Badminton: Loh Kean Yew moves up to 9th in the world rankings

Loh Kean Yew's leap in the world ranking will help him automatically qualify for bigger tournaments. PHOTO: AFP

SINGAPORE - After breaking into the top 10 of the men's singles for the first time, Singapore's top shuttler, world champion Loh Kean Yew, is delighted but not satisfied.

In the latest Badminton World Federation (BWF) rankings released on Tuesday (Feb 22), he rose three spots to place ninth, thanks to points gained from being part of the Singapore team that claimed bronze at the Badminton Asia Team Championships (BATC) in the previous week.

He is also the 10th Singaporean to crack a badminton top-10 list since former women's singles star Zarinah Abdullah surged to world No. 3 in 1994. The Republic's highest-ranked men's singles player was Ronald Susilo, who was sixth in 2004.

The last time any local shuttler made the top 10 was when mixed doubles duo Danny Bawa Chrisnanta and Vanessa Neo were ranked ninth in 2013.

Loh told The Straits Times: "It feels great to reach the top 10 as it's always been one of my goals. But now that I'm here, I don't want to stop here.

"I want to achieve more. It's not going to be easy, and I don't know what the future lies, but of course I want to win as many matches and move as high up the rankings as possible, and continue to improve in every aspect of the game. I want to surpass my own limits and be better than before."

The 24-year-old has enjoyed a superb run of form since going on a one-month training stint with Denmark's world No. 1 and Olympic champion Viktor Axelsen, as well as other players in the top 60, across August and September.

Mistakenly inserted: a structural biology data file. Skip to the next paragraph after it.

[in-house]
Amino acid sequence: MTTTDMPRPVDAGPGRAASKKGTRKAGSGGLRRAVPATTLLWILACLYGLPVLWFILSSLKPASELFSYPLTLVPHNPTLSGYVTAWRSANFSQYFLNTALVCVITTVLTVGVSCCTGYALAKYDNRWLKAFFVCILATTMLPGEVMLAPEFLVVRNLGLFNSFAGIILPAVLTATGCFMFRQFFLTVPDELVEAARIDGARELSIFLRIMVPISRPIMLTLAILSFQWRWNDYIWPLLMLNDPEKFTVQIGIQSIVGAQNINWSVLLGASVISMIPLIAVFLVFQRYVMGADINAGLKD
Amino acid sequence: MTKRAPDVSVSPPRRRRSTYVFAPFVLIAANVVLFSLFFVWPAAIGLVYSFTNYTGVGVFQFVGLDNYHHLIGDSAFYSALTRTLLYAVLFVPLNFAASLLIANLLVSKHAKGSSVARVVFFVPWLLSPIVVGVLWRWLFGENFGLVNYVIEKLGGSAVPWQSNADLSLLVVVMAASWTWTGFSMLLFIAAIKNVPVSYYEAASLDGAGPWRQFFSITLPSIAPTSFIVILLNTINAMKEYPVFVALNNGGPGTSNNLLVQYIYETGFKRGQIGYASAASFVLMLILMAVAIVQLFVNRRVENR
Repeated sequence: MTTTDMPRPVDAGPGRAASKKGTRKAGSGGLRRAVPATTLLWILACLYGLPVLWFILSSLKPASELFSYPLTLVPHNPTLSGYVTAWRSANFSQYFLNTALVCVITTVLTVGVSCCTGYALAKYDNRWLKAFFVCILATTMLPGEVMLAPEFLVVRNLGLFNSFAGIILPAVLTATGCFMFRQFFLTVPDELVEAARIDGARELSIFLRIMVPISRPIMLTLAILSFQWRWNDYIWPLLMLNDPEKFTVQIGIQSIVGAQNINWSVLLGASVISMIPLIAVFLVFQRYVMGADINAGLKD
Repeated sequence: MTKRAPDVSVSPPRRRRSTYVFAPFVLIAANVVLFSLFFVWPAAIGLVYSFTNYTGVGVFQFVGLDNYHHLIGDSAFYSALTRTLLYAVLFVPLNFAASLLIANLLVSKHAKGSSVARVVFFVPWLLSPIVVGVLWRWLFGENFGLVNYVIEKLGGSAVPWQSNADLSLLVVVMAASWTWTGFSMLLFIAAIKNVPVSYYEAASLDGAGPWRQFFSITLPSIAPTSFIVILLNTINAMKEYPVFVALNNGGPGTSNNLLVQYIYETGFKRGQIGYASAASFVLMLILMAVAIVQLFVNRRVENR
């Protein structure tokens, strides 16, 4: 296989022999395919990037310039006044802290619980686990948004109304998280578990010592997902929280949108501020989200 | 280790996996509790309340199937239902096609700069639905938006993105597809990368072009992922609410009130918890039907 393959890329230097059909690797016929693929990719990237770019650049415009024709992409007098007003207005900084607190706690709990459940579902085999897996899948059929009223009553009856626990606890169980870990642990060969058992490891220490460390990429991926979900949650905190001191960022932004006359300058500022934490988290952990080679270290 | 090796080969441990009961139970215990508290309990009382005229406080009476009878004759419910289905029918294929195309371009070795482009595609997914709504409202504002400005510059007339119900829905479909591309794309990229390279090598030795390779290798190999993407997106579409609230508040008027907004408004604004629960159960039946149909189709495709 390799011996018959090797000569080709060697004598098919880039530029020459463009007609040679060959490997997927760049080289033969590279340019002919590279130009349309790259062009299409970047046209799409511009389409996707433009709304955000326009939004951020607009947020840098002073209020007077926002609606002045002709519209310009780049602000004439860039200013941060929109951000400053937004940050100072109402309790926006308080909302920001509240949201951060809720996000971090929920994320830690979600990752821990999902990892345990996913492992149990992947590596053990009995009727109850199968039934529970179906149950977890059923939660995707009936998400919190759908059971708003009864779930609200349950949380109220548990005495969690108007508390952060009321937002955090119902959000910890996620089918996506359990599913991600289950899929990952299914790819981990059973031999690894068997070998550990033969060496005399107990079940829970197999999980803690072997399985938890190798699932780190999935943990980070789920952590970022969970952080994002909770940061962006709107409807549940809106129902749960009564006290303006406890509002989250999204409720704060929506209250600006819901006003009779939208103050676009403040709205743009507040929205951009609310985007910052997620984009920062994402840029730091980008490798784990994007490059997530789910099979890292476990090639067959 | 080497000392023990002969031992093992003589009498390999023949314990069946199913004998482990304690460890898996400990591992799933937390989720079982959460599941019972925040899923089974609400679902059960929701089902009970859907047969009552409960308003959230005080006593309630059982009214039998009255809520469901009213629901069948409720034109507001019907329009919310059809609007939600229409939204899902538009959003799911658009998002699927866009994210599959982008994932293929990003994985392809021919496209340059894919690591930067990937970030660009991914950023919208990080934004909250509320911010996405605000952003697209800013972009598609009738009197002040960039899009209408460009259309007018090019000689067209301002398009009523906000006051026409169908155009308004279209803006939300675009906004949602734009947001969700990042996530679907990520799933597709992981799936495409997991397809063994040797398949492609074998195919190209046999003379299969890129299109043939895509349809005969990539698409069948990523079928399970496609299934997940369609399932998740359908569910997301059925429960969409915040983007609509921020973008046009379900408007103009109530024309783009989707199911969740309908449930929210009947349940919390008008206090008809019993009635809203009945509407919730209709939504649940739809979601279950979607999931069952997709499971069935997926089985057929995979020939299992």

Loh was ranked 40th then, but went on to end a two-year title drought at the lower-tier Dutch Open in October, followed that up with his first BWF World Tour Super 500 title at the Hylo Open in Germany in November, and topped it off with a stunning World Championships triumph in Spain in December.

For someone who is used to unleashing retrieving smashes that go over 300 kmh and fly about the court retrieving them, even he was surprised at how fast he has moved up the rankings.

He said: "For sure, this has happened faster than I expected. One moment, I was just excited to be able to play high-level tournaments and challenging the top players, and now I'm in the top 10."

Although it seems like he has carried on on where he left off, reaching the Super 500 India Open final in January and helping Singapore win a historic BATC medal this month, his standards are set much higher now, as he nitpicked his own recent performances.

"Throughout these tournaments, I still don't have enough consistency, which is what I'm trying to work on. I had good days and bad days... I want to try and make every day a good day," said Loh.

His leap in the world ranking, which includes up to 10 of the highest points players earn from tournaments, will help him automatically qualify for the bigger tournaments on the tour that carry more ranking points and prize money.

While there is still some way to go, if he climbs to the top eight and top four, he will avoid those ranked above him at the top events until at least the quarter-finals and semi-finals respectively.

After training for a short period in Singapore, Loh will be part of the European swing of the BWF World Tour, playing in the March 8-13 German Open (Super 300), March 16-20 All England Open (Super 1000) and March 22-27 Swiss Open (Super 300).

A glut of team events ensues with the Thomas Cup and Southeast Asian Games in May, Commonwealth Games across July and August, and Asian Games in September.

Loh added he had enjoyed battling and creating history alongside his national team-mates at the BATC, and hopes to continue to fly Singapore's flag high at the upcoming major Games and Thomas Cup.

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